Small business owners who are looking to invest in marketing are constantly seeking ways to better manage marketing for small business. The challenge is that most small business owners are spending their energy on running their business, trying to finish client work, and handle the day to day business operations, leaving precious little time to actually manage their marketing efforts. However, as most business people know, marketing is a critical part of the business equation, and efforts need to be managed effectively if the company hopes to grow and expand. How can small business owners succeed in small business marketing management?
Create a Marketing Strategy
While it sounds cumbersome to create a marketing strategy before beginning any marketing efforts, it’s an absolutely crucial component in order to do marketing well. Marketing plans don’t have to be comprehensive in nature; as a matter of fact, these should be considered living, breathing documents, plans to be revisited and revised at least once a year to insure you’re on track. There are many great resources on how to create a marketing plan or you can work with a marketing professional who can work with you on your marketing strategy creation. Whichever way you choose to go is up to you as a business owner, but start with a plan, follow the plan, measure the results, and adjust the strategy as needed based on results.
Determine Your Marketing Budget
Just as you’d create a financial budget for your business overall, it’s important to create a marketing budget. Based on the marketing plan you created, you now should have a fair idea of who your target market is, how your competitors are getting clients, where your target market is, and the best tactics to use to reach this market. Now it’s time to put dollars to those efforts. The mistake many small businesses make is spending a lot of money on a lot of different marketing tactics with no idea what the return on investment (ROI) should be, or even how to measure it. As a matter of fact, most small businesses don’t even know how to determine a marketing budget. You want to set a marketing budget that fits your business goals and provide a high return on investment. A few things to consider when determining a marketing budget:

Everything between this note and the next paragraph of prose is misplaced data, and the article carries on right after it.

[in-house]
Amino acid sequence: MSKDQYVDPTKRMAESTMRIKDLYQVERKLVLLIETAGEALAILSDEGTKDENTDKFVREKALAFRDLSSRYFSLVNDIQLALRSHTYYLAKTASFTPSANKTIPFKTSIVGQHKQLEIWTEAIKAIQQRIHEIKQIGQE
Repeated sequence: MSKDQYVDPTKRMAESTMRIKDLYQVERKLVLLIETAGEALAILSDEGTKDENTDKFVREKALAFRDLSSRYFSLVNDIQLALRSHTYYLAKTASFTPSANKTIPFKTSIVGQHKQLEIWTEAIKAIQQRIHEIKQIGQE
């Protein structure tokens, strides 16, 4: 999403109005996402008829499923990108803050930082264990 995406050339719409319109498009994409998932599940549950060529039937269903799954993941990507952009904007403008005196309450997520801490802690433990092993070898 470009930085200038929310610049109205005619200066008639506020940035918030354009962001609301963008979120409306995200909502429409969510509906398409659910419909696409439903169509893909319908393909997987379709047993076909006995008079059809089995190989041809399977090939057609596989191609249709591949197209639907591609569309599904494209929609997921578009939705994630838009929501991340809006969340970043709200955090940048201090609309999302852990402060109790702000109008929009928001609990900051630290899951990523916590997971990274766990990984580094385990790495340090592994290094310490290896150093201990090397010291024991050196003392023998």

- What industry are you in?
- What’s the size of your business?
- What stage of growth are you in?
As a general guideline, small businesses should invest between 8 -10% of your gross revenue on marketing. Obviously, if that amount is simply not sustainable for you at the moment, consider lowering it, but understand the importance of the investment of marketing to your business and your brand.
Choose How You Market and Start Slow
Where should your marketing dollars go? Print? TV? Email marketing? Trade shows? Social media? All the above? Your marketing strategy should have illustrated for you where your target audience likely resides, but even if you decide to put most of your efforts to digital marketing, there are a plethora of options just in that realm. Which one should you choose? First, understand that whatever marketing efforts you undertake should be measurable. If you can’t measure it, don’t invest the time and money. You must understand the ROI for your efforts, especially if you time and money are limited. Second, invest in marketing activities that either you can execute and measure, you have a staff that can do the work, or hire an experienced small business marketing professional to do the work for you. Start with no more than two or three marketing activities to start; anything more than that is too difficult to manage or measure.
Measure Your Marketing Activity
Assuming you’re engaging in marketing activities you can measure (and you should be!) take the time to measure those activities and determine the results. Look at Google Analytics: are your efforts driving traffic to your website? Are they becoming leads? How many of those leads became customers? Look at your social media channels: how many fans, followers and likes to you have? More importantly, how many clicks from your social channels went through to your website? Understand your cost per lead and cost per acquisition. Do you know what a lead is worth so you’re not overspending? If you spend $500 a month on marketing and get 100 leads, that’s $5 a lead. If 10% of those leads become clients, your cost per acquisition is $50. If your product or service is worth more than $50, then you’re doing OK; if you sell a $2 product, change tactics, as spending $50 for a $2 sale is not good business practice.
Revisit and Revise Your Marketing Efforts as Needed
Small business marketing is dynamic and ever-changing. Create a strategy. Follow the strategy. Follow your budget. Measure your results. Change your tactics based on results. It’s a process, but one well worth the investment. Managing your small business marketing efforts will ensure your company’s growth and success for years to come.